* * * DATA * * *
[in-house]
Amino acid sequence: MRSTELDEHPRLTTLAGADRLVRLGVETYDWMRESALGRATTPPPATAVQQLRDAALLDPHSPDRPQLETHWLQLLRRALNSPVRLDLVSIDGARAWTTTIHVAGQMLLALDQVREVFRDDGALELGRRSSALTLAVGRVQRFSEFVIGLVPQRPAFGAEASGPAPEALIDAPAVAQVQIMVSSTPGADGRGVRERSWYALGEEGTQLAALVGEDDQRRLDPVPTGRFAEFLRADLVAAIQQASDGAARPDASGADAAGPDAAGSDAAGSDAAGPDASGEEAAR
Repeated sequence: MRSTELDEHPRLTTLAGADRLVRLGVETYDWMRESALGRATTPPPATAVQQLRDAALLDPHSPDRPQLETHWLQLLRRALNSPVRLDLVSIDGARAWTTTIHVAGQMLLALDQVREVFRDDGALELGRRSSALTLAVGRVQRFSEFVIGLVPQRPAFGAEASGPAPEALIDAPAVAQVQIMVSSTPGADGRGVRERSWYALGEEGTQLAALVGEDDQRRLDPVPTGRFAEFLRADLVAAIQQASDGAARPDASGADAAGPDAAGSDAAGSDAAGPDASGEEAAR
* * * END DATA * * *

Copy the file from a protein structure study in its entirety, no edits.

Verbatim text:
[in-house]
Amino acid sequence: MRSTELDEHPRLTTLAGADRLVRLGVETYDWMRESALGRATTPPPATAVQQLRDAALLDPHSPDRPQLETHWLQLLRRALNSPVRLDLVSIDGARAWTTTIHVAGQMLLALDQVREVFRDDGALELGRRSSALTLAVGRVQRFSEFVIGLVPQRPAFGAEASGPAPEALIDAPAVAQVQIMVSSTPGADGRGVRERSWYALGEEGTQLAALVGEDDQRRLDPVPTGRFAEFLRADLVAAIQQASDGAARPDASGADAAGPDAAGSDAAGSDAAGPDASGEEAAR
Repeated sequence: MRSTELDEHPRLTTLAGADRLVRLGVETYDWMRESALGRATTPPPATAVQQLRDAALLDPHSPDRPQLETHWLQLLRRALNSPVRLDLVSIDGARAWTTTIHVAGQMLLALDQVREVFRDDGALELGRRSSALTLAVGRVQRFSEFVIGLVPQRPAFGAEASGPAPEALIDAPAVAQVQIMVSSTPGADGRGVRERSWYALGEEGTQLAALVGEDDQRRLDPVPTGRFAEFLRADLVAAIQQASDGAARPDASGADAAGPDAAGSDAAGSDAAGPDASGEEAAR